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United Kingdom Exhibition: "Georgian Exotic Creatures" at the Royal Pavilion Brighton

Discussion in 'Events & Meetups' started by Tim May, 9 Oct 2015.

  1. Tim May

    Tim May Well-Known Member Premium Member

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  2. Chlidonias

    Chlidonias Moderator Staff Member

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  3. Tim May

    Tim May Well-Known Member Premium Member

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    I visited the Royal Pavilion at Brighton on Saturday; the “Exotic Creatures” exhibition is actually very small so doesn’t take long to see.

    I particularly liked the following:-

    • A small bronze statue of an Indian rhinoceros dating from the eighteenth century. This is believed to be modelled from “Clara” the Indian rhino that arrived in Holland in 1741, was exhibited in various European cities and eventually died in London in 1758.

    • A painting depicting three lion x tiger cubs, born 24th October 1824 in a travelling menagerie whilst it was at Windsor. The parents of these hybrid cubs subsequently produced five more litters of ligers between 1825 and 1833. Incidentally details of all six of these hybrid litters are supplied in “A Handbook to the Carnivora” (Richard Lydekker. 1896).

    • The well-known painting by the famous animal artist Agasse depicting the giraffe belonging to King George IV. (This picture was on loan to the Zoological Society of London for years and used to hang in the ZSL offices at London Zoo where I saw it many times; it was long while since I saw it last, though, so I was pleased to see it again.)

    Generally the exhibition appeared to be anti-zoo. Times change; I am sure that, judged by today’s standard, ZooChatters would find many aspects of early menageries unacceptable. Nevertheless, I would have expected the exhibition to have been more objective and not make the sweeping statement that early animal collections were “desperately inadequate, inhumane and cruel”.
     
  4. sooty mangabey

    sooty mangabey Well-Known Member

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    How small is "very small", Tim? Is there much more than the items you list on display? And are there any publications associated with the exhibition? It's only half an hour away for me, but I'm debating whether it's worth the horror of a trip into Brighton (for those unfamiliar with Sussex's largest town, imagine a dystopian vision of a lobotomised world in which "retail opportunities" and cheap alcohol are all that remain).
     
  5. Tim May

    Tim May Well-Known Member Premium Member

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    The exhibition really is very small; it only took me about fifteen minutes to see everything on display (although I did return later to have yet another look at the three items I specifically mentioned in my earlier post). There were various other items on show but, apart from these three, nothing that greatly interested me.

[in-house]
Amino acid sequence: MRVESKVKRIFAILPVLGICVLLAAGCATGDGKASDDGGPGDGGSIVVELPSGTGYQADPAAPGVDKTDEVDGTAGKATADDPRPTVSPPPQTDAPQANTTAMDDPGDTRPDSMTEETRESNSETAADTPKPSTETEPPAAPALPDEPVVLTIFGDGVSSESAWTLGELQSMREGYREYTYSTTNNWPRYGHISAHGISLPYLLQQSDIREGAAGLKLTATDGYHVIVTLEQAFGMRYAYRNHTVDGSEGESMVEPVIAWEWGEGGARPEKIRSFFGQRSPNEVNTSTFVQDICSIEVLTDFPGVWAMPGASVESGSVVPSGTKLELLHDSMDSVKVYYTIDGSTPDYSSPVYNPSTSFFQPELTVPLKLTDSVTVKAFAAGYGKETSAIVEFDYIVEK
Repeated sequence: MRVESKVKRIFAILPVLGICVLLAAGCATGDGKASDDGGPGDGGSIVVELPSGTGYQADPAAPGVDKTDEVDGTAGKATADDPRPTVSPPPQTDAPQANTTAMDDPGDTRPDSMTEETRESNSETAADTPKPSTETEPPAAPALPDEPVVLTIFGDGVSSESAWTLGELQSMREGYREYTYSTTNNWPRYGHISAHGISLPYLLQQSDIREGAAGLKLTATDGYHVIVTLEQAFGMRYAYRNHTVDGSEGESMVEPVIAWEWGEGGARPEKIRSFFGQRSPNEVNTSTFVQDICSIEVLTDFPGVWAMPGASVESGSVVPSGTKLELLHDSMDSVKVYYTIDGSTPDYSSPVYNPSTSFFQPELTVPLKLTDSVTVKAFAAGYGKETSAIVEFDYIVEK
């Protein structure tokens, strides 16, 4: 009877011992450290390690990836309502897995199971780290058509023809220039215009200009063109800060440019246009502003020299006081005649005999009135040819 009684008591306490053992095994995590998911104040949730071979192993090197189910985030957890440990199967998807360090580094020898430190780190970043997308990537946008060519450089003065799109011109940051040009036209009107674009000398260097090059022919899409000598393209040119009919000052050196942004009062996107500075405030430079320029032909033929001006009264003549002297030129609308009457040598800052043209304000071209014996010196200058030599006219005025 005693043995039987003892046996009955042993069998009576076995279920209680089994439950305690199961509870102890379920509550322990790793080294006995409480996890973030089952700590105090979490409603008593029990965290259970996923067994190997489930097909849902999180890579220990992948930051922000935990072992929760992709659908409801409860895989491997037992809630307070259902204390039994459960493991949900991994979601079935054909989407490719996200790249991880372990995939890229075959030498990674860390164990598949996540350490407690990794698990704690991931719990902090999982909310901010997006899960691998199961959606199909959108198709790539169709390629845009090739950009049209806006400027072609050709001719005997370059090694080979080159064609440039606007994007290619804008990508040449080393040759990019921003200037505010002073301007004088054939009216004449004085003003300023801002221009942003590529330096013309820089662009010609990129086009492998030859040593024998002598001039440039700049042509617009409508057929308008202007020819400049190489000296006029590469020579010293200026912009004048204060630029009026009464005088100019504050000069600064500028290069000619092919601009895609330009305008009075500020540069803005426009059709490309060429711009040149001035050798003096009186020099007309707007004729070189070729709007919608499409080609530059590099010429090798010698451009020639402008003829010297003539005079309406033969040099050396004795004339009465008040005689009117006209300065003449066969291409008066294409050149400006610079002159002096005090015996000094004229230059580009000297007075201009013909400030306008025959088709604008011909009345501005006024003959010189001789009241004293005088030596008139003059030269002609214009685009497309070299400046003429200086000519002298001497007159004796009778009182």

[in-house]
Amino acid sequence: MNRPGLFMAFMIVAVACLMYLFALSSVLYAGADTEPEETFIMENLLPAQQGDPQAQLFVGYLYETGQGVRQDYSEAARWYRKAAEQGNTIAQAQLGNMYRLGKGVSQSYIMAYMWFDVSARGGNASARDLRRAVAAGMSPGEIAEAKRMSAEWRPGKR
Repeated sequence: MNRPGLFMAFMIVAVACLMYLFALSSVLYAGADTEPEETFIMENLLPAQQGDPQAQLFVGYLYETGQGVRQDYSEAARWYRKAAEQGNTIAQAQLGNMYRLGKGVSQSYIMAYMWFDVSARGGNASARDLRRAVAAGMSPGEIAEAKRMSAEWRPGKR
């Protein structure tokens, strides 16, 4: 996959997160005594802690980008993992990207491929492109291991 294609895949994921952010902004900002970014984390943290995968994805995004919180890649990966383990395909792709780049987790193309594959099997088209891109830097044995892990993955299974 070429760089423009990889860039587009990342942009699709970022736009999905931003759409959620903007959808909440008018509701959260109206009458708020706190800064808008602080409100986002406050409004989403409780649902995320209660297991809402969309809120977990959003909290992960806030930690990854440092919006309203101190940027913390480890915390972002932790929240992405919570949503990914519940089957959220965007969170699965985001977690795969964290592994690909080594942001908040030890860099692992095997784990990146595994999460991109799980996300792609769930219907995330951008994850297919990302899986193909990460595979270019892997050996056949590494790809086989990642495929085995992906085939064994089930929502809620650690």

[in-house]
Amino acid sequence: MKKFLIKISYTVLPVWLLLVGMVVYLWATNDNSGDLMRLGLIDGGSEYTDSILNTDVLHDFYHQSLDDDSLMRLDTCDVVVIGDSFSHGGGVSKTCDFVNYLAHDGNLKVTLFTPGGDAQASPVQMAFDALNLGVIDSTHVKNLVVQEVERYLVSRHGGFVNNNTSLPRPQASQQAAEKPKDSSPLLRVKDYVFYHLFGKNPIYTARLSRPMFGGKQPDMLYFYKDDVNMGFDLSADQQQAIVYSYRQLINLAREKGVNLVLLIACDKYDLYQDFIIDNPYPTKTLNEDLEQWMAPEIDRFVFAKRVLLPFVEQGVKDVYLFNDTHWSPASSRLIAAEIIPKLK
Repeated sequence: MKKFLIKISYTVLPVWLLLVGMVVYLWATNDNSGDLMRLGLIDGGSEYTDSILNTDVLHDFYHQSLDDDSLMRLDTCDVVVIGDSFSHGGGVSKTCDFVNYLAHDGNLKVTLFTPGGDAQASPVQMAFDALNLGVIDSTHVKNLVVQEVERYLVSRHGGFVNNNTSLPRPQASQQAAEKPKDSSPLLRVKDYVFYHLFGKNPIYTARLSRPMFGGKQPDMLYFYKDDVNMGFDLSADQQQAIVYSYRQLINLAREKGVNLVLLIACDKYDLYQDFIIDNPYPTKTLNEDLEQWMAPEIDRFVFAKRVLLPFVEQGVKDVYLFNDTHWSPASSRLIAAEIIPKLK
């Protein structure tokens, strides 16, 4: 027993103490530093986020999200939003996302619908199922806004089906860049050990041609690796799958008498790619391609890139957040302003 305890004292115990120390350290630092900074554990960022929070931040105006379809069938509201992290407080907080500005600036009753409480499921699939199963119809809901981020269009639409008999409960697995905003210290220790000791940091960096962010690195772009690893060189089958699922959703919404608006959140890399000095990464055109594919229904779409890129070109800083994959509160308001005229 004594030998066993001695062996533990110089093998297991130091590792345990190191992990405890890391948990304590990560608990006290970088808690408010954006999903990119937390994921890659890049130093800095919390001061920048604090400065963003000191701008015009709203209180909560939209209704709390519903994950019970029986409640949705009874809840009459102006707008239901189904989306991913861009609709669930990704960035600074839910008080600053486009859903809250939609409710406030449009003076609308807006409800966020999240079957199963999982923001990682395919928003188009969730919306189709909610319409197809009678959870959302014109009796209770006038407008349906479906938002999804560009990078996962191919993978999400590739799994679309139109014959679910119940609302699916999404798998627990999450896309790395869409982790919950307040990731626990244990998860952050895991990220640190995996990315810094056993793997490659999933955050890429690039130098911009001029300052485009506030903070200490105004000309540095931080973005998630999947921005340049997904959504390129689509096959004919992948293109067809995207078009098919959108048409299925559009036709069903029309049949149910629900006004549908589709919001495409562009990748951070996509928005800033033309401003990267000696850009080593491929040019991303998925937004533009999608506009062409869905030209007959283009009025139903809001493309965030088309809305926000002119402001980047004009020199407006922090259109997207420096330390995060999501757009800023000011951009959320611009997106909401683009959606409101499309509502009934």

There is a small leaflet on sale describing the exhibition but no detailed publications are available for purchase.

    For someone such as yourself, “Sooty”, who lives relatively close then I suggest a visit is worthwhile provided you don’t expect too much but I certainly wouldn’t recommend anybody making a long journey specifically to see this exhibition (unless, perhaps, they wanted to combine it with a visit to Brighton Aquarium and / or the Booth Natural History Museum).
     
  6. DavidBrown

    DavidBrown Moderator Staff Member

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    Thanks for your interesting review, Tim.

    Is it known what kind of giraffe King George had and/or where it was from in Africa? Did it live in the current giraffe house at the London Zoo or did it predate that?
     
  7. Tim May

    Tim May Well-Known Member Premium Member

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    Thanks, David.

    The giraffe belonging to King George IV was a Nubian giraffe; this animal was kept at Windsor Park, not London Zoo.

    King George’s giraffe, the first in England, arrived in 1827 nine years before London Zoo acquired its first giraffes.
     
  8. dean

    dean Well-Known Member

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    I visited this in December it was interesting, but as Tim said very small only one room the write up mentions how zoos are controversial so draw your own conclusion. It did have a proviso to say animals aren't kept like this today, and the displays might concern some people to paraphrase. I may have a few photos if I can find them.
     
  9. Tim May

    Tim May Well-Known Member Premium Member

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    On my visit, it was made very clear to visitors that photography was not allowed so if you did take some photographs it would be interesting to see them please.
     
  10. dean

    dean Well-Known Member

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    Your correct Tim I didn't have any photos, but the strange thing is I was sure I HAD taken some. very odd.
    All i have somewhere is the card flyer in the form of an old hand bill, given to us with the pavilion ticket.
     
  11. Tim May

    Tim May Well-Known Member Premium Member

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    Thanks for confirming this.

    It is a shame that you didn’t take any photos but I’m not surprised; on my visit the “no photography” rule was being stringently enforced (not only in the “Exotic Creatures” exhibition but throughout the whole Royal Pavilion).